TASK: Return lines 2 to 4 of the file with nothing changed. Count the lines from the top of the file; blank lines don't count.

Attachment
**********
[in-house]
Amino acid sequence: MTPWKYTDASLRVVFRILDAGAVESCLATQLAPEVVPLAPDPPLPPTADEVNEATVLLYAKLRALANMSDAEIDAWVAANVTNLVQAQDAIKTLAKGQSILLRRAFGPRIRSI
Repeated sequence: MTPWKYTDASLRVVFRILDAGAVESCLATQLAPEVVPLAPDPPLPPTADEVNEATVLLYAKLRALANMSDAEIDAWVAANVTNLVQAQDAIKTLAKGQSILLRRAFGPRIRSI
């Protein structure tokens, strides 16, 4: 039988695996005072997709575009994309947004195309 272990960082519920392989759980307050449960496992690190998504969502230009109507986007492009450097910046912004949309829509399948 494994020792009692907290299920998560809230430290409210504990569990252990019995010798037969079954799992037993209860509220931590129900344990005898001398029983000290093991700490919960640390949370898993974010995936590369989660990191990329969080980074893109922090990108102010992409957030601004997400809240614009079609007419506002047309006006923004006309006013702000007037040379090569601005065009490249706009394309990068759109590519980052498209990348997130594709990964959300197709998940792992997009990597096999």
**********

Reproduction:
Amino acid sequence: MTPWKYTDASLRVVFRILDAGAVESCLATQLAPEVVPLAPDPPLPPTADEVNEATVLLYAKLRALANMSDAEIDAWVAANVTNLVQAQDAIKTLAKGQSILLRRAFGPRIRSI
Repeated sequence: MTPWKYTDASLRVVFRILDAGAVESCLATQLAPEVVPLAPDPPLPPTADEVNEATVLLYAKLRALANMSDAEIDAWVAANVTNLVQAQDAIKTLAKGQSILLRRAFGPRIRSI
């Protein structure tokens, strides 16, 4: 039988695996005072997709575009994309947004195309 272990960082519920392989759980307050449960496992690190998504969502230009109507986007492009450097910046912004949309829509399948 494994020792009692907290299920998560809230430290409210504990569990252990019995010798037969079954799992037993209860509220931590129900344990005898001398029983000290093991700490919960640390949370898993974010995936590369989660990191990329969080980074893109922090990108102010992409957030601004997400809240614009079609007419506002047309006006923004006309006013702000007037040379090569601005065009490249706009394309990068759109590519980052498209990348997130594709990964959300197709998940792992997009990597096999």